Questions should not interfere with each other. The testing literature calls for as many fresh starts as possible, and independent items (for example: Buck, 2001). This often leads to tests with short, de-contextualised items, which stand in sharp contrast to ER texts, in spite of a finding by Engineer (1977, as cited in Alderson 2000) that texts over 1000 words allow different abilities to be measured. Graded readers present much longer texts than usually fit into an exam, with a greater challenge to avoid asking questions that would give away the story or the answers to other questions.
Inferencing is necessary to "get" most stories, although Bloom's taxonomy suggests that asking students about inferred facts will be more reliable than inferred opinions. Better readers are likely to be better at inferencing, and we must clarify whether our tests are testing reading ability or comprehension. We probably wish to test whether students have read a particular book, rather than testing their reading competence. Other recommendations on constructing questions can be found in Alderson (2000) and Buck (2001).

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We must decide whether or not students can look at the book they claim to have read while they are taking the test about it. Clearly, comprehension of a book would be better tested if the student is not looking at a copy of the book (Alderson, 2000). Reed and Goldberg (2008) describe a system that generates paper tests to be administered under test conditions in class each week. On the other hand, many teachers consider the teaching of scanning or skimming to be important pedagogical goals, and require students to refer back to the book, for example, asking on which page a particular event took place, or asking students to write the second word in the third paragraph of page four (Stewart, 2008). A third approach allows students to refer to the books (Robb, 2008); if students can take the test online and unsupervised, they are likely to try to refer to the books anyway.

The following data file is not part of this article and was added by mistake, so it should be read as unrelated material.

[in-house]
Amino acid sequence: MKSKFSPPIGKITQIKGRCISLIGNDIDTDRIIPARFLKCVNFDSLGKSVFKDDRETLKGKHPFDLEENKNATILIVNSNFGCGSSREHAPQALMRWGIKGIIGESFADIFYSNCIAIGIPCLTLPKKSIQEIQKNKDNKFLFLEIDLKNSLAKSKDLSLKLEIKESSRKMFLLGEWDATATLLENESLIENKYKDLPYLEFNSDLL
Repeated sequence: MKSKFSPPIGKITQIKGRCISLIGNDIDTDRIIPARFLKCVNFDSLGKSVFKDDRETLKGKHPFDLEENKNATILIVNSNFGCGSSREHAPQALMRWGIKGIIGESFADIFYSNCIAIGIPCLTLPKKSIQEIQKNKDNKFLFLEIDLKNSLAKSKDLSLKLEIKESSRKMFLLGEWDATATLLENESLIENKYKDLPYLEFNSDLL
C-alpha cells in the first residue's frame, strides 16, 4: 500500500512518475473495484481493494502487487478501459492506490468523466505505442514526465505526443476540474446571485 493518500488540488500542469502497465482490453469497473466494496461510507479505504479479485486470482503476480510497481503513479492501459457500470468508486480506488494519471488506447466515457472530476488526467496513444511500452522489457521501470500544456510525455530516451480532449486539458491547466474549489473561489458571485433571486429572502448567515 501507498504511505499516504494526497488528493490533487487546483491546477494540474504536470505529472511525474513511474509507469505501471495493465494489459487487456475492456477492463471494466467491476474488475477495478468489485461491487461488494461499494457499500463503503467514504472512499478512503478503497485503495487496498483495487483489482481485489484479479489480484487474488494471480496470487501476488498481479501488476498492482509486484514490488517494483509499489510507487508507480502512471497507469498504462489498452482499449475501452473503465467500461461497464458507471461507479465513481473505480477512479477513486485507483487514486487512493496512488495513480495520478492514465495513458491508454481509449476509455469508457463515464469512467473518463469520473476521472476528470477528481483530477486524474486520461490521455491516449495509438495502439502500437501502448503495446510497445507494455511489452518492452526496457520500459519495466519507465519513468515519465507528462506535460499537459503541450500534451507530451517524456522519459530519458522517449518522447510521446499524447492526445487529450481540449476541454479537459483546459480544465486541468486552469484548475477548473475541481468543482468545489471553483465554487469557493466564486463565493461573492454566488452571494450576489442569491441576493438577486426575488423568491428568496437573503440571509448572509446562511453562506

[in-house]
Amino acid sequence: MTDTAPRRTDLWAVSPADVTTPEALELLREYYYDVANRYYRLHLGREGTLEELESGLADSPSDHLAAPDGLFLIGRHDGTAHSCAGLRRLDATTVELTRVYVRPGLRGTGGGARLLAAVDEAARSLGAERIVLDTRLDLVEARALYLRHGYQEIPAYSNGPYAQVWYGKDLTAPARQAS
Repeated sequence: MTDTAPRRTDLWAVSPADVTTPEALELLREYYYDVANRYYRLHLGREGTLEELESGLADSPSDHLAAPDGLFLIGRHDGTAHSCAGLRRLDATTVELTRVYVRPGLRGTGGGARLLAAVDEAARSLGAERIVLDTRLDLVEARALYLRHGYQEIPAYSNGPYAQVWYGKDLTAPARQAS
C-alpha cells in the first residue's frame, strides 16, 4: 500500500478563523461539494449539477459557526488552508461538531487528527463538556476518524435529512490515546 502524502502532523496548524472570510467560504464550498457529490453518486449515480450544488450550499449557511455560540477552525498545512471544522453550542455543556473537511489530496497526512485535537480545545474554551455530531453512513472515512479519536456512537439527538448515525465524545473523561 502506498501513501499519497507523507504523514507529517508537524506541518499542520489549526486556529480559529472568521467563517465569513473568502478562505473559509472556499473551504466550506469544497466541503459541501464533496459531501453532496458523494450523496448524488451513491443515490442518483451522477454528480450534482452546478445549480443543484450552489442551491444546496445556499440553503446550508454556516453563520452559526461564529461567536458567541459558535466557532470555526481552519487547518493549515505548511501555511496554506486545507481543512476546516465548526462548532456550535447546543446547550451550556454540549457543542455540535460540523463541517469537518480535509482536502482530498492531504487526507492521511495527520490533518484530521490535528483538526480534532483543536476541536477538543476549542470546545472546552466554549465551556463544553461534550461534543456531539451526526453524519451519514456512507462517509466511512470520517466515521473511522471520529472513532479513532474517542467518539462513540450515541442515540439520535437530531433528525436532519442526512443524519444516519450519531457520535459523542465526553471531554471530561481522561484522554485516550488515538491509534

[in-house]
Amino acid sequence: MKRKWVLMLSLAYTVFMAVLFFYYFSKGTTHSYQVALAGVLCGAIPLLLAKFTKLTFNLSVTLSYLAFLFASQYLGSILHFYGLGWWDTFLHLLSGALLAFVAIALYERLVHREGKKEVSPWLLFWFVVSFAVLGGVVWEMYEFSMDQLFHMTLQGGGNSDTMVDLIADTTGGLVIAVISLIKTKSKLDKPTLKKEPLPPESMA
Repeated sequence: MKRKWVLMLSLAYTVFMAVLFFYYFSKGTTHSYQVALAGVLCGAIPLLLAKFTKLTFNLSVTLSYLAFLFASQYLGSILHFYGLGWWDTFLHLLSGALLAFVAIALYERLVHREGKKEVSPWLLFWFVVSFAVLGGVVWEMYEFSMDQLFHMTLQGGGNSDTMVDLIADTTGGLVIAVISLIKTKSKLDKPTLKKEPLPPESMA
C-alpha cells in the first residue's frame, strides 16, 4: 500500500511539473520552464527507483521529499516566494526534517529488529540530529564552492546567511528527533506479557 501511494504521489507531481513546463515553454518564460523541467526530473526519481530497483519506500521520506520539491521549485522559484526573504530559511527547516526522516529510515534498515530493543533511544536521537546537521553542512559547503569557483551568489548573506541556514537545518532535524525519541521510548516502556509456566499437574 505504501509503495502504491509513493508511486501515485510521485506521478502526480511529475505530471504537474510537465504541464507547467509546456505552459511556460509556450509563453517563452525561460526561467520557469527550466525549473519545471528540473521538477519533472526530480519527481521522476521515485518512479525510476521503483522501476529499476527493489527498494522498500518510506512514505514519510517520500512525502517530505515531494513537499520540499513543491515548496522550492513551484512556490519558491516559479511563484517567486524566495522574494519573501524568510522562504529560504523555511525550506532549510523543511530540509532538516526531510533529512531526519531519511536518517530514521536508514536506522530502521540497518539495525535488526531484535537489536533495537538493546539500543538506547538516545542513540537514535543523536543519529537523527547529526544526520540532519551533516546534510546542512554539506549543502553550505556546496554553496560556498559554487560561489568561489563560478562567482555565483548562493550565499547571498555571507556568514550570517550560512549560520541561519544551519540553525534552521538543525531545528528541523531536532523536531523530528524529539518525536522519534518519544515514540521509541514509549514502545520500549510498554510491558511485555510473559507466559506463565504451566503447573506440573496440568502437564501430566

Next, we have to reckon with the likelihood that "All testing encourages cheating" (Sakai, 2008). This reliability issue can be addressed in online tests by drawing a small number of items from a larger pool for each book and by randomising answers to prevent students from copying answers from each other. However, it may still be possible for students who have read a book to help those who have not.
Alderson (2000) suggests that students often associate formal tests with previous failure. Rather than being demotivating, however, short tests may even provide positive motivation. Reed and Goldberg (2008) found that giving a two-minute, five-question test at the end of each book led to students reading more. This may not just be the extrinsic motivation of students socialised into working towards the test; it may even represent intrinsic motivation as some people like quizzes. It can, however, be argued that these tests reinforce students' negative attitudes towards reading, which we wish to change. "The natural response to a book is emotional or intellectual, and comprehension questions are neither of these." (Prowse, 2002, p. 141)
While a single, correct answer is a basic requirement of a comprehension question, the opportunity arises, particularly in online testing, to introduce items with multiple correct answers, such as: "What would you have done..." or "Who do you like better...". Such questions may be more engaging for the students, encouraging and validating opinions and emotions about the stories they are reading and appearing less test-like. They may, however, make students think that there is only one correct opinion, further expanding the control of the test examiner. Credit for such items could be given for any answer, in other words for having read the item.